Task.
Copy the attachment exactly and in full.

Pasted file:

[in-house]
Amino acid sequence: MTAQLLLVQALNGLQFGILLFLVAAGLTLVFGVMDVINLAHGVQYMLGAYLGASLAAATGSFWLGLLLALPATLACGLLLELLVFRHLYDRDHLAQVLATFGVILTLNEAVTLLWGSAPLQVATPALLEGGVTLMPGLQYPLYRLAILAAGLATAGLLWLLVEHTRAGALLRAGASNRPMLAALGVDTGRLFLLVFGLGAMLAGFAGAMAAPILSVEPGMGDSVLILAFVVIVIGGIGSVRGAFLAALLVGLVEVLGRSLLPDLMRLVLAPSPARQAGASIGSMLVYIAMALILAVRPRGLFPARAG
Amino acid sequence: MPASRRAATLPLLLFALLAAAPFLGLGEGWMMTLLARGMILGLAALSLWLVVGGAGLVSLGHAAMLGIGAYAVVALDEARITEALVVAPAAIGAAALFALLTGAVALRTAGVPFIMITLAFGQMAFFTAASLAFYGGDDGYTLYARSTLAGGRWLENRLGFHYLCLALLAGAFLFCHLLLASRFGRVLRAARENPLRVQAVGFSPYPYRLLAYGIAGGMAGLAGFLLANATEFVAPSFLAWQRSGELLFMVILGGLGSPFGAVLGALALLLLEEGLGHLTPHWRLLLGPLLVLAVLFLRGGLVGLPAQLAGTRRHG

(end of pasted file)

[in-house]
Amino acid sequence: MTAQLLLVQALNGLQFGILLFLVAAGLTLVFGVMDVINLAHGVQYMLGAYLGASLAAATGSFWLGLLLALPATLACGLLLELLVFRHLYDRDHLAQVLATFGVILTLNEAVTLLWGSAPLQVATPALLEGGVTLMPGLQYPLYRLAILAAGLATAGLLWLLVEHTRAGALLRAGASNRPMLAALGVDTGRLFLLVFGLGAMLAGFAGAMAAPILSVEPGMGDSVLILAFVVIVIGGIGSVRGAFLAALLVGLVEVLGRSLLPDLMRLVLAPSPARQAGASIGSMLVYIAMALILAVRPRGLFPARAG
Amino acid sequence: MPASRRAATLPLLLFALLAAAPFLGLGEGWMMTLLARGMILGLAALSLWLVVGGAGLVSLGHAAMLGIGAYAVVALDEARITEALVVAPAAIGAAALFALLTGAVALRTAGVPFIMITLAFGQMAFFTAASLAFYGGDDGYTLYARSTLAGGRWLENRLGFHYLCLALLAGAFLFCHLLLASRFGRVLRAARENPLRVQAVGFSPYPYRLLAYGIAGGMAGLAGFLLANATEFVAPSFLAWQRSGELLFMVILGGLGSPFGAVLGALALLLLEEGLGHLTPHWRLLLGPLLVLAVLFLRGGLVGLPAQLAGTRRHG